In the wilderness, some people are invisible. They maybe made you a sandwich for lunch. Or they checked out the groceries you bought, or delivered your newspaper or carryout. They work but you don't see them; when the news mentions the "working poor" you wonder how the numbers can be so high. All your friends are middle class.
You don't see the school bus driver, or the crossing guard, much less the lunchroom ladies who don't get paid when school is closed. You don't notice the day-care aid, the nighttime janitorial staff, the ones who do the jobs someone has to do, for not much money. How many people do you see every day, but never ask their names?
The wilderness is full of people you never bothered to know.
A homeless woman raised her hand to speak to me in Washington, D.C. It was Sunday, early morning, in the snug well-manicured park between high-rent hotels and the actual White House. The woman, elderly, overweight, black, wore several layers of clothes topped by a green t-shirt, and pushed what appeared to be all her possessions in a small square grocery cart.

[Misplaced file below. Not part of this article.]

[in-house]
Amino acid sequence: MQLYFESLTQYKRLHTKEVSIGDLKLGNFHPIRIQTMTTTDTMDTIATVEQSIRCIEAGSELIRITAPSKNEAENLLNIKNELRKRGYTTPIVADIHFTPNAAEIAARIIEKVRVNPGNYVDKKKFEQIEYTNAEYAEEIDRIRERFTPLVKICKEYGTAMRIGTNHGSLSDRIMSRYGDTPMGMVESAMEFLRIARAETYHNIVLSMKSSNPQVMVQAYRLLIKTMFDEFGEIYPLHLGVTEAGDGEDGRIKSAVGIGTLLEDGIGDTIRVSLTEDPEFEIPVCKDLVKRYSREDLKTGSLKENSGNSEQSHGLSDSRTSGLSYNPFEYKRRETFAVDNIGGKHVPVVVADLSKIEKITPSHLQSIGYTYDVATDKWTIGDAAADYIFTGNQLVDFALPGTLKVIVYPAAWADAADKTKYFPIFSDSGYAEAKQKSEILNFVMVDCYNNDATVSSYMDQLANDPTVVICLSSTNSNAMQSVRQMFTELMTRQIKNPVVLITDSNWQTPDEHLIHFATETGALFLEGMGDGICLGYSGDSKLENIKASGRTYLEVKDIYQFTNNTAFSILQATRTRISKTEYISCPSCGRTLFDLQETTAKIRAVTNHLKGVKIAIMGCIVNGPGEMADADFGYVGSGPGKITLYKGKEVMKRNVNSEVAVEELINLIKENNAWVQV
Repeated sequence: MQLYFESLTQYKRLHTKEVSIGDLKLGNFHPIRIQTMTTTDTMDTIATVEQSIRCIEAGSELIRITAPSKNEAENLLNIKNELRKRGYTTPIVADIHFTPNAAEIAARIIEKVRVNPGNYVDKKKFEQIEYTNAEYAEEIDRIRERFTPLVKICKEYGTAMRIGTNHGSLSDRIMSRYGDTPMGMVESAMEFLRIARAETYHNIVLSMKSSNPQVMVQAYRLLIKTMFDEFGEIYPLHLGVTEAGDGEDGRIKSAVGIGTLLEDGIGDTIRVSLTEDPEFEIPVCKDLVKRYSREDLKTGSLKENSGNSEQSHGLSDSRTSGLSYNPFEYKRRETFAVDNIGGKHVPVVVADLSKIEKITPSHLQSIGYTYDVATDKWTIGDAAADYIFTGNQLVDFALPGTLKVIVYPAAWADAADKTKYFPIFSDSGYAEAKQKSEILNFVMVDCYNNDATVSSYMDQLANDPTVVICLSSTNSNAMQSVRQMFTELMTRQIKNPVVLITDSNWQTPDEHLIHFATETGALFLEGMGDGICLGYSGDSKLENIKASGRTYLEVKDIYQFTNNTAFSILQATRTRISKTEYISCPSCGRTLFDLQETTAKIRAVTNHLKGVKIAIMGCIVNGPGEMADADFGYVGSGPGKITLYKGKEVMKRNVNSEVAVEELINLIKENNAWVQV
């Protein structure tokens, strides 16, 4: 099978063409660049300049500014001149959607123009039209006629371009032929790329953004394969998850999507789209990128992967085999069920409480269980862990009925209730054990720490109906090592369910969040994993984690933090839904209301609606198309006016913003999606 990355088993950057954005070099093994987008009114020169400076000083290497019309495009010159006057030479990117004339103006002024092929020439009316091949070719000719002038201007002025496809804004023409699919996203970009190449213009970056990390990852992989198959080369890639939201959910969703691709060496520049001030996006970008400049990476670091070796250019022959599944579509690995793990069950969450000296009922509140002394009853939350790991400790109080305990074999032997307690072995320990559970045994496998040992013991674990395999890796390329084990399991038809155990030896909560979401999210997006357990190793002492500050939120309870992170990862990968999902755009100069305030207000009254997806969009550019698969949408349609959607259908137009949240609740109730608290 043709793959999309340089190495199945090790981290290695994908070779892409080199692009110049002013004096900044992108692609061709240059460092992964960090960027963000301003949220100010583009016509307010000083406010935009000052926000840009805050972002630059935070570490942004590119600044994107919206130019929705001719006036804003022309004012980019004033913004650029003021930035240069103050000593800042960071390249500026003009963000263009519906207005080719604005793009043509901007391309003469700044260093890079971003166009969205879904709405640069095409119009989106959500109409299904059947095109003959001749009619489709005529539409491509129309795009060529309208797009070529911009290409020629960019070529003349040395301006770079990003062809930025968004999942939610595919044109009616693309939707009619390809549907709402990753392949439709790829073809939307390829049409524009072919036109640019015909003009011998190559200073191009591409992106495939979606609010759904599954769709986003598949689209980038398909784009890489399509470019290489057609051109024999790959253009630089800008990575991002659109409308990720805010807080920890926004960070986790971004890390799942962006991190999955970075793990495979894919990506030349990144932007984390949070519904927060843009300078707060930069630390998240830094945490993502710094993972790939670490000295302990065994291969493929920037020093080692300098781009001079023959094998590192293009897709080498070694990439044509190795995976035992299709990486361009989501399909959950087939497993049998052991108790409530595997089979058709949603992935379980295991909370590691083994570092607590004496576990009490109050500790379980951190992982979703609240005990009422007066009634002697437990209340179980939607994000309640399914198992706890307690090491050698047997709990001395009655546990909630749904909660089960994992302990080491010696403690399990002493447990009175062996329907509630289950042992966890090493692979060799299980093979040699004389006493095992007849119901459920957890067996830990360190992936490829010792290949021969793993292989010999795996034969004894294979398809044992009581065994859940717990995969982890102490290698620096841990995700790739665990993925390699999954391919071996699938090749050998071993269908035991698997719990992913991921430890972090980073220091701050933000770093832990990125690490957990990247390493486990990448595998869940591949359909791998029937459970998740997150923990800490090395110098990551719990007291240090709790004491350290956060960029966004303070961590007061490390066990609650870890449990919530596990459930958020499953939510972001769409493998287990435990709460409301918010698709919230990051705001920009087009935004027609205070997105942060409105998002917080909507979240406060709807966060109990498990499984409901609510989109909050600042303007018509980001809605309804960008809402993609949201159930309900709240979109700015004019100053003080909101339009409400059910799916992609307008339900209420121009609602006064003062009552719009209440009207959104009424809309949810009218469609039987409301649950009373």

I smiled and said Good Morning. She grinned. "Happy St. Patrick's Day!" she said. "I'm glad to see you wearing green!"
"You too!" I said, walking on.
My husband wanted to know what she'd asked of me.
"Nothing," I said, but it wasn't the true. She'd asked me to see her, to confirm that she was visible inside the wilderness.